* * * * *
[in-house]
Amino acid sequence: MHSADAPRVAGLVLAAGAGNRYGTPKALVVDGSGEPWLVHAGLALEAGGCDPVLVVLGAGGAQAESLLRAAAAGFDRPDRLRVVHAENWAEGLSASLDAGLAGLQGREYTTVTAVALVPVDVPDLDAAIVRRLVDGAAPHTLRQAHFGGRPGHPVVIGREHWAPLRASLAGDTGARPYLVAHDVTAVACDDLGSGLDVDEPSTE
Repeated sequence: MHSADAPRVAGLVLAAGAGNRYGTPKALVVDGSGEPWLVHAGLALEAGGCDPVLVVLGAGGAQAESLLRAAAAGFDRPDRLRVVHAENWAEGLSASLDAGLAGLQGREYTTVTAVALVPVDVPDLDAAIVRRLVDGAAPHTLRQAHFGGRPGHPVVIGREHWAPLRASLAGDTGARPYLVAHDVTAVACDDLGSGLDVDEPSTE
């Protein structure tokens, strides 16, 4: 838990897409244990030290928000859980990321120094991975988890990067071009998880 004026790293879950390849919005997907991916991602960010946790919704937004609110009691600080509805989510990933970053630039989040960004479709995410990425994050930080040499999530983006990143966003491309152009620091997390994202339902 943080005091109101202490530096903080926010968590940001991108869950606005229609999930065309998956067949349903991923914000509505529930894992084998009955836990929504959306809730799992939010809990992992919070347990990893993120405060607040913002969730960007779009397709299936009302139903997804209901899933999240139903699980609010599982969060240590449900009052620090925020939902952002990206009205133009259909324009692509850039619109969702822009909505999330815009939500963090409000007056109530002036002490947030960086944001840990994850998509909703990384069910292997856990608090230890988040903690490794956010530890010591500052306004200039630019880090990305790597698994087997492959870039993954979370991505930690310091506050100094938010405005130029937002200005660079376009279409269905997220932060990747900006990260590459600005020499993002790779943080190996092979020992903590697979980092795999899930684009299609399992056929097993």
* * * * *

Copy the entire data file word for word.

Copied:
[in-house]
Amino acid sequence: MHSADAPRVAGLVLAAGAGNRYGTPKALVVDGSGEPWLVHAGLALEAGGCDPVLVVLGAGGAQAESLLRAAAAGFDRPDRLRVVHAENWAEGLSASLDAGLAGLQGREYTTVTAVALVPVDVPDLDAAIVRRLVDGAAPHTLRQAHFGGRPGHPVVIGREHWAPLRASLAGDTGARPYLVAHDVTAVACDDLGSGLDVDEPSTE
Repeated sequence: MHSADAPRVAGLVLAAGAGNRYGTPKALVVDGSGEPWLVHAGLALEAGGCDPVLVVLGAGGAQAESLLRAAAAGFDRPDRLRVVHAENWAEGLSASLDAGLAGLQGREYTTVTAVALVPVDVPDLDAAIVRRLVDGAAPHTLRQAHFGGRPGHPVVIGREHWAPLRASLAGDTGARPYLVAHDVTAVACDDLGSGLDVDEPSTE
């Protein structure tokens, strides 16, 4: 838990897409244990030290928000859980990321120094991975988890990067071009998880 004026790293879950390849919005997907991916991602960010946790919704937004609110009691600080509805989510990933970053630039989040960004479709995410990425994050930080040499999530983006990143966003491309152009620091997390994202339902 943080005091109101202490530096903080926010968590940001991108869950606005229609999930065309998956067949349903991923914000509505529930894992084998009955836990929504959306809730799992939010809990992992919070347990990893993120405060607040913002969730960007779009397709299936009302139903997804209901899933999240139903699980609010599982969060240590449900009052620090925020939902952002990206009205133009259909324009692509850039619109969702822009909505999330815009939500963090409000007056109530002036002490947030960086944001840990994850998509909703990384069910292997856990608090230890988040903690490794956010530890010591500052306004200039630019880090990305790597698994087997492959870039993954979370991505930690310091506050100094938010405005130029937002200005660079376009279409269905997220932060990747900006990260590459600005020499993002790779943080190996092979020992903590697979980092795999899930684009299609399992056929097993």